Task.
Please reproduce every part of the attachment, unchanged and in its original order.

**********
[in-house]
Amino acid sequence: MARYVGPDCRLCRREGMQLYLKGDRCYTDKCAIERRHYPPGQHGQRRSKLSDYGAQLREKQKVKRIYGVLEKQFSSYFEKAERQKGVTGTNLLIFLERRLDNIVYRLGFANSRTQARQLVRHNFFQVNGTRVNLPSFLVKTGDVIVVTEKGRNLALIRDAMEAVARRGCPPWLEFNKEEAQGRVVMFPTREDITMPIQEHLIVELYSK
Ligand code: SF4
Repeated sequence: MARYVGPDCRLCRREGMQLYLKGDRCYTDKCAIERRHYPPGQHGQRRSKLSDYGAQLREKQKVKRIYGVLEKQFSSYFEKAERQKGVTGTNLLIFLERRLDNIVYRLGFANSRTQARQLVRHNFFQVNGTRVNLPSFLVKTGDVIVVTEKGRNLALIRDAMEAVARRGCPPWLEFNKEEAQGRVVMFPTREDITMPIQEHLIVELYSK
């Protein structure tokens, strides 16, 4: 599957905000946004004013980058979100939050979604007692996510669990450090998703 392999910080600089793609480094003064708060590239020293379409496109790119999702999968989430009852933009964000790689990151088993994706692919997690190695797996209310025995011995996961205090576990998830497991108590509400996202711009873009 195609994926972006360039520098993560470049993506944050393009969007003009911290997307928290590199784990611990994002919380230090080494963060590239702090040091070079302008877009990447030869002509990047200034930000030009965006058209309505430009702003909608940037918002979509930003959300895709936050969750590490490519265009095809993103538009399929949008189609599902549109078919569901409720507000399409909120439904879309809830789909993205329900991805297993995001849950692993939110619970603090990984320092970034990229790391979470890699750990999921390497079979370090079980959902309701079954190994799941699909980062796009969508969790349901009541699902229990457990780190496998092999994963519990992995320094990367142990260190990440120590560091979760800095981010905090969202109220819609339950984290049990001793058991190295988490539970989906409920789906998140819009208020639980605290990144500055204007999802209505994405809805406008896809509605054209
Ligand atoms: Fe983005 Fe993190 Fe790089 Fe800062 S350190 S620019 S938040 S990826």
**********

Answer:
[in-house]
Amino acid sequence: MARYVGPDCRLCRREGMQLYLKGDRCYTDKCAIERRHYPPGQHGQRRSKLSDYGAQLREKQKVKRIYGVLEKQFSSYFEKAERQKGVTGTNLLIFLERRLDNIVYRLGFANSRTQARQLVRHNFFQVNGTRVNLPSFLVKTGDVIVVTEKGRNLALIRDAMEAVARRGCPPWLEFNKEEAQGRVVMFPTREDITMPIQEHLIVELYSK
Ligand code: SF4
Repeated sequence: MARYVGPDCRLCRREGMQLYLKGDRCYTDKCAIERRHYPPGQHGQRRSKLSDYGAQLREKQKVKRIYGVLEKQFSSYFEKAERQKGVTGTNLLIFLERRLDNIVYRLGFANSRTQARQLVRHNFFQVNGTRVNLPSFLVKTGDVIVVTEKGRNLALIRDAMEAVARRGCPPWLEFNKEEAQGRVVMFPTREDITMPIQEHLIVELYSK
């Protein structure tokens, strides 16, 4: 599957905000946004004013980058979100939050979604007692996510669990450090998703 392999910080600089793609480094003064708060590239020293379409496109790119999702999968989430009852933009964000790689990151088993994706692919997690190695797996209310025995011995996961205090576990998830497991108590509400996202711009873009 195609994926972006360039520098993560470049993506944050393009969007003009911290997307928290590199784990611990994002919380230090080494963060590239702090040091070079302008877009990447030869002509990047200034930000030009965006058209309505430009702003909608940037918002979509930003959300895709936050969750590490490519265009095809993103538009399929949008189609599902549109078919569901409720507000399409909120439904879309809830789909993205329900991805297993995001849950692993939110619970603090990984320092970034990229790391979470890699750990999921390497079979370090079980959902309701079954190994799941699909980062796009969508969790349901009541699902229990457990780190496998092999994963519990992995320094990367142990260190990440120590560091979760800095981010905090969202109220819609339950984290049990001793058991190295988490539970989906409920789906998140819009208020639980605290990144500055204007999802209505994405809805406008896809509605054209
Ligand atoms: Fe983005 Fe993190 Fe790089 Fe800062 S350190 S620019 S938040 S990826």